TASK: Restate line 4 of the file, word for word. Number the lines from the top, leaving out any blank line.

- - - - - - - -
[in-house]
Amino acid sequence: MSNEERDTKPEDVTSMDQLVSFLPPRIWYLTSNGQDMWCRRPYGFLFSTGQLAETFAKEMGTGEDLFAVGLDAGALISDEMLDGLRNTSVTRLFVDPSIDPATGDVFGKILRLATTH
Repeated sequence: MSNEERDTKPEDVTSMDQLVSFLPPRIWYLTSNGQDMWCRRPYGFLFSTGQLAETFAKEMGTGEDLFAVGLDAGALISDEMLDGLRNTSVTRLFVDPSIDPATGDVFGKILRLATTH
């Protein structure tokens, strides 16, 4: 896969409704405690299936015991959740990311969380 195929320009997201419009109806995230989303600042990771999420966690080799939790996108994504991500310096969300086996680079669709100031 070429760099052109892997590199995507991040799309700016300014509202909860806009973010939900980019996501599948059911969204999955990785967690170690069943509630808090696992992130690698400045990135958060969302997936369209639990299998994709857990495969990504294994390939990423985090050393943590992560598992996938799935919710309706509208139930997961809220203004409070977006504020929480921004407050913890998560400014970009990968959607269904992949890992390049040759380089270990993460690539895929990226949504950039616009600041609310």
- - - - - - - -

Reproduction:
């Protein structure tokens, strides 16, 4: 896969409704405690299936015991959740990311969380 195929320009997201419009109806995230989303600042990771999420966690080799939790996108994504991500310096969300086996680079669709100031 070429760099052109892997590199995507991040799309700016300014509202909860806009973010939900980019996501599948059911969204999955990785967690170690069943509630808090696992992130690698400045990135958060969302997936369209639990299998994709857990495969990504294994390939990423985090050393943590992560598992996938799935919710309706509208139930997961809220203004409070977006504020929480921004407050913890998560400014970009990968959607269904992949890992390049040759380089270990993460690539895929990226949504950039616009600041609310």